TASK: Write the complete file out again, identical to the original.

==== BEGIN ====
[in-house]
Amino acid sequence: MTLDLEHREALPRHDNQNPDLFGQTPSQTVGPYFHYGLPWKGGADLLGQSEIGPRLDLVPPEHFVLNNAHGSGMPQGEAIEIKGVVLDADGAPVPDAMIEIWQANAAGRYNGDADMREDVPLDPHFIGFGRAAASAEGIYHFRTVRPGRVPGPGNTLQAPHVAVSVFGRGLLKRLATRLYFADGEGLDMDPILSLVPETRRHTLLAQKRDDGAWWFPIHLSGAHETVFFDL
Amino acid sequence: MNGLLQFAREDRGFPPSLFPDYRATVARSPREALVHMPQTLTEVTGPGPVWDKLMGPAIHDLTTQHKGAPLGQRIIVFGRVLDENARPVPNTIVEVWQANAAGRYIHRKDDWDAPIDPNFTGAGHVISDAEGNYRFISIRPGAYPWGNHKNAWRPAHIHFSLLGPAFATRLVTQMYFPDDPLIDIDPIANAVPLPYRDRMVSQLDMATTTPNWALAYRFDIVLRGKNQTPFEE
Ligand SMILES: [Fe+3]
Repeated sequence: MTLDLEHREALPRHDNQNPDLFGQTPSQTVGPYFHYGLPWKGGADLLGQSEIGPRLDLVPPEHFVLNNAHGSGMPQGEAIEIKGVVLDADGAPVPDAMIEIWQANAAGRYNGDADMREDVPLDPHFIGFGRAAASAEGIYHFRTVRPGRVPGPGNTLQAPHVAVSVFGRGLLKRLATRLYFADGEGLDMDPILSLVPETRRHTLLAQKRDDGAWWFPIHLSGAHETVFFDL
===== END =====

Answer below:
[in-house]
Amino acid sequence: MTLDLEHREALPRHDNQNPDLFGQTPSQTVGPYFHYGLPWKGGADLLGQSEIGPRLDLVPPEHFVLNNAHGSGMPQGEAIEIKGVVLDADGAPVPDAMIEIWQANAAGRYNGDADMREDVPLDPHFIGFGRAAASAEGIYHFRTVRPGRVPGPGNTLQAPHVAVSVFGRGLLKRLATRLYFADGEGLDMDPILSLVPETRRHTLLAQKRDDGAWWFPIHLSGAHETVFFDL
Amino acid sequence: MNGLLQFAREDRGFPPSLFPDYRATVARSPREALVHMPQTLTEVTGPGPVWDKLMGPAIHDLTTQHKGAPLGQRIIVFGRVLDENARPVPNTIVEVWQANAAGRYIHRKDDWDAPIDPNFTGAGHVISDAEGNYRFISIRPGAYPWGNHKNAWRPAHIHFSLLGPAFATRLVTQMYFPDDPLIDIDPIANAVPLPYRDRMVSQLDMATTTPNWALAYRFDIVLRGKNQTPFEE
Ligand SMILES: [Fe+3]
Repeated sequence: MTLDLEHREALPRHDNQNPDLFGQTPSQTVGPYFHYGLPWKGGADLLGQSEIGPRLDLVPPEHFVLNNAHGSGMPQGEAIEIKGVVLDADGAPVPDAMIEIWQANAAGRYNGDADMREDVPLDPHFIGFGRAAASAEGIYHFRTVRPGRVPGPGNTLQAPHVAVSVFGRGLLKRLATRLYFADGEGLDMDPILSLVPETRRHTLLAQKRDDGAWWFPIHLSGAHETVFFDL